Articles
Ottawa Humane Society / Flickr

The Trump Administration won't be remembered for being kind to animals.

In 2018, it launched a new effort to reinstate cruel hunting practices in Alaska that had been outlawed under Obama. Hunters will be able to shoot hibernating bear cubs, murder wolf and coyote cubs while in their dens, and use dogs to hunt black bears.

Efforts to end animal cruelty by the USDA have been curtailed as well. In 2016, under the Obama Administration, the USDA issued 4,944 animal welfare citations, in two years the numbers dropped to just 1,716.

Keep Reading Show less
Science
via I love butter / Flickr

We often dismiss our dreams as nonsensical dispatches from the mind while we're deep asleep. But recent research proves that our dreams can definitely affect our waking lives.

People often dream about their significant others and studies show it actually affects how we behave towads them the next day.

"A lot of people don't pay attention to their dreams and are unaware of the impact they have on their state of mind," said Dylan Selterman, psychology lecturer at the University of Maryland, says according to The Huffington Post. "Now we have evidence that there is this association."

Keep Reading Show less
Health
via Real Time with Bill Maher / YouTube and The Late Late Show with James Corden / YouTube

A controversial editorial on America's obesity epidemic and healthcare by comedian Bill Maher on his HBO show "Real Time" inspired a thoughtful, and funny, response by James Cordon. It also made for a great debate about healthcare that Americans are avoiding.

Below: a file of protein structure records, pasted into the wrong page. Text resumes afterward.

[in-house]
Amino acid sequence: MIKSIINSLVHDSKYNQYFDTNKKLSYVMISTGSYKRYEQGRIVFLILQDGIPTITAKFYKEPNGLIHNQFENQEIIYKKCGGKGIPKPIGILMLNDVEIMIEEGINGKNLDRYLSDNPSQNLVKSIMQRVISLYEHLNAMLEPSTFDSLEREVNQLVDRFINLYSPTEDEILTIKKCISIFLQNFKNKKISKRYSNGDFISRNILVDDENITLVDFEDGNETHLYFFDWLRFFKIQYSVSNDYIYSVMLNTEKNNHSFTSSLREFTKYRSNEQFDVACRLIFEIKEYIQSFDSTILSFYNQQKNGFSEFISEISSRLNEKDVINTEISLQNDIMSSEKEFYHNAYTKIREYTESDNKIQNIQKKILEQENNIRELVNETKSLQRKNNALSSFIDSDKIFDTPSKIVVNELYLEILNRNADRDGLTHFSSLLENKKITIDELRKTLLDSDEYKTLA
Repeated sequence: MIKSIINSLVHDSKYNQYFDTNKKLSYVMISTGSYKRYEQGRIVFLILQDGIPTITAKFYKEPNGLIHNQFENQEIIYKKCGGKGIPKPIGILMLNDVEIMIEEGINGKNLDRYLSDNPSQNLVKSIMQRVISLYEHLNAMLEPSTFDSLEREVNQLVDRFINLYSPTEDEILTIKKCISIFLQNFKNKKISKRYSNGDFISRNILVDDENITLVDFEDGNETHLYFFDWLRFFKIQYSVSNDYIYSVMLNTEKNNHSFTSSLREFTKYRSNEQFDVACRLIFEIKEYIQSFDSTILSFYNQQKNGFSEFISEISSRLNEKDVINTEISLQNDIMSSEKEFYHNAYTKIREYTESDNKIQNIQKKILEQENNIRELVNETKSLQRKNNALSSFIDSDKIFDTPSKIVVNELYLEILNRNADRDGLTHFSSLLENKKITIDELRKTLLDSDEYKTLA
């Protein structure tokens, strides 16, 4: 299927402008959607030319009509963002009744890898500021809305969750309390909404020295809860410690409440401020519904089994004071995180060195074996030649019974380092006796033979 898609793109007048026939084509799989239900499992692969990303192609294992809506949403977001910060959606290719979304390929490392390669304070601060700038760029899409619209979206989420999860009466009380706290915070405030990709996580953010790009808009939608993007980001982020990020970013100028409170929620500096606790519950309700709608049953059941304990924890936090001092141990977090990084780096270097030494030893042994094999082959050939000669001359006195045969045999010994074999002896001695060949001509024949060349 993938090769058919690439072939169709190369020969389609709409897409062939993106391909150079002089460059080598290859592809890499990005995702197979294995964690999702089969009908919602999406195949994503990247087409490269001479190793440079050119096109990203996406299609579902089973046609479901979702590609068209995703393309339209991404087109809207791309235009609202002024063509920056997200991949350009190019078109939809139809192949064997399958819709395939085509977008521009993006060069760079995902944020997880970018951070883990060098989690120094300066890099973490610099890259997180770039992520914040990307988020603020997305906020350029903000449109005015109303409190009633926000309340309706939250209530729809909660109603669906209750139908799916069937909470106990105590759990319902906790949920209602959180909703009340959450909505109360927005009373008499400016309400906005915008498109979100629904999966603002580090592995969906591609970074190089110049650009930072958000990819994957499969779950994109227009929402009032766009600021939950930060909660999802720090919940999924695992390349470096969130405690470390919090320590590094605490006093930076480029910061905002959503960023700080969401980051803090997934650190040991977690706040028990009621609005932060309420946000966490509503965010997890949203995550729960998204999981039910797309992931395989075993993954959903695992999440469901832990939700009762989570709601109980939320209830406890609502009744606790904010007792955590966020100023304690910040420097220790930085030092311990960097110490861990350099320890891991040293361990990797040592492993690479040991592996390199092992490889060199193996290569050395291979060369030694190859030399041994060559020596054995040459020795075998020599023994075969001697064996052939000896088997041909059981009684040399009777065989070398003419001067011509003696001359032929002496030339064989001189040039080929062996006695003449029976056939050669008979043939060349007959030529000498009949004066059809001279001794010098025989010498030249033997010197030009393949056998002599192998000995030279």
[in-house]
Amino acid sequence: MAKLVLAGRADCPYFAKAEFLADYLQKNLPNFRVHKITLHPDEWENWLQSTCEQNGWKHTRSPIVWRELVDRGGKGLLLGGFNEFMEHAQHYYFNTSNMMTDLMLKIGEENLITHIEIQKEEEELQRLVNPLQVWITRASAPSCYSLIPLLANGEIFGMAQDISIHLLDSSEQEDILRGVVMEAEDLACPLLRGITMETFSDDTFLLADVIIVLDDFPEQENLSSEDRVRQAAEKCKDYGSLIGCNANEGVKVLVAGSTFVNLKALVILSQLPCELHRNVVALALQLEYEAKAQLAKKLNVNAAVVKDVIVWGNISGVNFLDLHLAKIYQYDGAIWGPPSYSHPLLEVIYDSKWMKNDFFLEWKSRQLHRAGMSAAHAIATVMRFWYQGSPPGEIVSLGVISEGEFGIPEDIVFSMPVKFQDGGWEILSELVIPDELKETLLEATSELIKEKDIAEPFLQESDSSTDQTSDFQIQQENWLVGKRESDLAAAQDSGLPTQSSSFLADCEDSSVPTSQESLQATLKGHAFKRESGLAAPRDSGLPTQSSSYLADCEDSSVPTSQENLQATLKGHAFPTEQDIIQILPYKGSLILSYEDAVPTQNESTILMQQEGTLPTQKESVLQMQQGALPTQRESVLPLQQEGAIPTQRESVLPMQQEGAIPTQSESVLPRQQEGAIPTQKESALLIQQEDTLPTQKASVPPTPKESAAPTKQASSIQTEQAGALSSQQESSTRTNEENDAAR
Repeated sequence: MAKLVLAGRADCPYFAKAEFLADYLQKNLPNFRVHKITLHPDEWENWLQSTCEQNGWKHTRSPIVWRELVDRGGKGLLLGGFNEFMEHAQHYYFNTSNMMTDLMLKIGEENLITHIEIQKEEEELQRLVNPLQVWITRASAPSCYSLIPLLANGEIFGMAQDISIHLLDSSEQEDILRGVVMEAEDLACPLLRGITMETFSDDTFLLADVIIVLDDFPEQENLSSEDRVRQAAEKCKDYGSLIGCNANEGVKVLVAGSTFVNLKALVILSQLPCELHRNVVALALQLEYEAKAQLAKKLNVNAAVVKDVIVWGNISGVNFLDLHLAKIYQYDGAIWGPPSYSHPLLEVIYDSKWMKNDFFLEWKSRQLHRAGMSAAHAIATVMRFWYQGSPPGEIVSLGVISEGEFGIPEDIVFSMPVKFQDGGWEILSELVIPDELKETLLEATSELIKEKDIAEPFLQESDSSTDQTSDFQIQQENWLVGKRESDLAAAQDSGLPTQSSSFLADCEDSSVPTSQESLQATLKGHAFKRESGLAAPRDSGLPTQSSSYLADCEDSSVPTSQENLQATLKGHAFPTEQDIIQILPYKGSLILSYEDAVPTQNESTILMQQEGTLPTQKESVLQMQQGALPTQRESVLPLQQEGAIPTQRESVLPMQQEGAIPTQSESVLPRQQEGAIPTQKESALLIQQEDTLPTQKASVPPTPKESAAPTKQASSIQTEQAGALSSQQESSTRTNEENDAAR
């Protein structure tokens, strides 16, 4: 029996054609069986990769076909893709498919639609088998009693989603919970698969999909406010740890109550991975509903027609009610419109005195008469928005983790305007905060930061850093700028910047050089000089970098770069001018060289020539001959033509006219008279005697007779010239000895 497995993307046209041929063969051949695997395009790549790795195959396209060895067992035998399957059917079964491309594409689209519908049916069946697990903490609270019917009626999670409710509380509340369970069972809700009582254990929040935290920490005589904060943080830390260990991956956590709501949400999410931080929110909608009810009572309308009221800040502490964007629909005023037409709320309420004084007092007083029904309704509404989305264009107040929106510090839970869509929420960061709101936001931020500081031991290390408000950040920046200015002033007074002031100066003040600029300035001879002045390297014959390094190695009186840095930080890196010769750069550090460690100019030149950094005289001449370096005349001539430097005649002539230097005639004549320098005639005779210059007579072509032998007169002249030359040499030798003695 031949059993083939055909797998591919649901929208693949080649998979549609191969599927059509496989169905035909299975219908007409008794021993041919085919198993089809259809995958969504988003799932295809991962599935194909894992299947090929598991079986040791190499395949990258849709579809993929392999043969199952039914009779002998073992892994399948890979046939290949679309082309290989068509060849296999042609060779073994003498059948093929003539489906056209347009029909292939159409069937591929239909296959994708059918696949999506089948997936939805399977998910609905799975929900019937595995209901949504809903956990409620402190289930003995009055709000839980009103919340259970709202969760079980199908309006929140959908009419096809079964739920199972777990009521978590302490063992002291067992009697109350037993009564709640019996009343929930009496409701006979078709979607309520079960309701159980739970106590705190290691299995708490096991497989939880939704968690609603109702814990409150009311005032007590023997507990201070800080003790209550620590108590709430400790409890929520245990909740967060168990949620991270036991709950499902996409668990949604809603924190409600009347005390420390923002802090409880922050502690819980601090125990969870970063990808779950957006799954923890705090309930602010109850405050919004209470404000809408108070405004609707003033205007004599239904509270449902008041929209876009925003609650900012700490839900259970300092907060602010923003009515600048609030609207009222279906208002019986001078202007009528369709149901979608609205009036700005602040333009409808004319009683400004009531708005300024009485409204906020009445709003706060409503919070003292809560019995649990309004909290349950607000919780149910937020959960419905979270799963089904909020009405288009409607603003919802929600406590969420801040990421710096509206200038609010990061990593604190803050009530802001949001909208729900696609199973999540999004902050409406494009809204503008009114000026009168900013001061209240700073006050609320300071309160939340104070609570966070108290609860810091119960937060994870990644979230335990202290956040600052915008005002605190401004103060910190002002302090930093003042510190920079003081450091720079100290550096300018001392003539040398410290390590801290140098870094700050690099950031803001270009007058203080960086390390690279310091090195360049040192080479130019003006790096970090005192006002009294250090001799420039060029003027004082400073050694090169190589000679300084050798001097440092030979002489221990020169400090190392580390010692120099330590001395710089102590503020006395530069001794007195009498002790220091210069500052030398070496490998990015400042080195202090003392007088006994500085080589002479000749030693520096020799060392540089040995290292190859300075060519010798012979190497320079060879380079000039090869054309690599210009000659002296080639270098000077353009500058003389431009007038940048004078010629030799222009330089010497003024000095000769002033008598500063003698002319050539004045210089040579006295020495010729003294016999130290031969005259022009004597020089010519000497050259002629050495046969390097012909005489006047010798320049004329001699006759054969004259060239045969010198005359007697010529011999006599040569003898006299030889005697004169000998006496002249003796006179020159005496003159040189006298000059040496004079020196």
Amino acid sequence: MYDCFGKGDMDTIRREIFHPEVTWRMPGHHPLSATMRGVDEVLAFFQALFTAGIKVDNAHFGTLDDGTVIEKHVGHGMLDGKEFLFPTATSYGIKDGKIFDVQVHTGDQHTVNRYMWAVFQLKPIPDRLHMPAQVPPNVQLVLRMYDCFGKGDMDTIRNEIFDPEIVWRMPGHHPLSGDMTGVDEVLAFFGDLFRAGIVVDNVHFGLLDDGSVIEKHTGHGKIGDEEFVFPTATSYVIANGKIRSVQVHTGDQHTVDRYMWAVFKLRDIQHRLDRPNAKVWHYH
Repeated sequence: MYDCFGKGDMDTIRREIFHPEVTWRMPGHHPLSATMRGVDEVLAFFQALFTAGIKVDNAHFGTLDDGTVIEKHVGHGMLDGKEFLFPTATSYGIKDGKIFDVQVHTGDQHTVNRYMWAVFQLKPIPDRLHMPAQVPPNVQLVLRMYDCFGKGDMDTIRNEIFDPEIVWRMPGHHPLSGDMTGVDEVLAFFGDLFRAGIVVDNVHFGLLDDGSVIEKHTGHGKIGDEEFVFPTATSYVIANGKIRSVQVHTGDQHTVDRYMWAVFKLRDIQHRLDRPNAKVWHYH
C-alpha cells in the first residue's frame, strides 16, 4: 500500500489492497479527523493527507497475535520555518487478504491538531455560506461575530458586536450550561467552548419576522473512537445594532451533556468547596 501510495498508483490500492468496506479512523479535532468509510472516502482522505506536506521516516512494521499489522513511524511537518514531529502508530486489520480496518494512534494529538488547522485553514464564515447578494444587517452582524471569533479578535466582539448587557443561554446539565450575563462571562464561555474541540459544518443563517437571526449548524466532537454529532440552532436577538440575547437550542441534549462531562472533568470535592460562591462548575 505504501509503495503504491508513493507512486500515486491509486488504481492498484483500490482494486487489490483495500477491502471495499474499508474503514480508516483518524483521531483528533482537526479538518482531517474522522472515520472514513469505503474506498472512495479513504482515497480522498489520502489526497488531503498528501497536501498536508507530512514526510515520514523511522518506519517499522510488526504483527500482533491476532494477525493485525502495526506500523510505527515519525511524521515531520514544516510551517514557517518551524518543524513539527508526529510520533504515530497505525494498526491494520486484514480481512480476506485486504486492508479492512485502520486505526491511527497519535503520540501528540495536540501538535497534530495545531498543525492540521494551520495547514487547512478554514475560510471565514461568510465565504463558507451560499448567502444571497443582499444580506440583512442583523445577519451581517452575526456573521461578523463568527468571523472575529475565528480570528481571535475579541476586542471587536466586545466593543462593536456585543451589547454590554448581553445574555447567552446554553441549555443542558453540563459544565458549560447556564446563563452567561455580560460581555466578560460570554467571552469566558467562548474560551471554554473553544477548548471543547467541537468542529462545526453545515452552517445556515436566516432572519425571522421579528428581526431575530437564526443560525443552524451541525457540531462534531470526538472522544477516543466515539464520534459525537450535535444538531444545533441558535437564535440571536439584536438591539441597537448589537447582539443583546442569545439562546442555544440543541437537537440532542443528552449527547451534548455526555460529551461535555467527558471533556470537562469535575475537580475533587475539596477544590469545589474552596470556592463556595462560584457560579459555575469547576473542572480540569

At the end of the September 6th episode of "Real Time, " Maher turned to the camera for his usual editorial and discussed how obesity is a huge part of the healthcare debate that no one is having.

"At Next Thursday's debate, one of the candidates has to say, 'The problem with our healthcare system is Americans eat shit and too much of it.' All the candidates will mention their health plans but no one will bring up the key factor: the citizens don't lift a finger to help," Maher said sternly.

Keep Reading Show less
Politics

There is no shortage of proposals from the, um, what's the word for it… huge, group of Democratic presidential candidates this year. But one may stand out from the pack as being not just bold but also necessary; during a CNN town hall about climate change Andrew Yang proposed a "green amendment" to the constitution.

Keep Reading Show less
test
Me Too Kit

The creator of the Me Too kit — an at home rape kit that has yet to hit the market — has come under fire as sexual assault advocates argue the kit is dangerous and misleading for women.

The kit is marketed as "the first ever at home kit for commercial use," according to the company's website. "Your experience. Your kit. Your story. Your life. Your choice. Every survivor has a story, every survivor has a voice." Customers will soon be able order one of the DIY kits in order to collect evidence "within the confines of the survivor's chosen place of safety" after an assault.

"With MeToo Kit, we are able to collect DNA samples and other tissues, which upon testing can provide the necessary time-sensitive evidence required in a court of law to identify a sexual predator's involvement with sexual assault," according to the website.

Keep Reading Show less
Health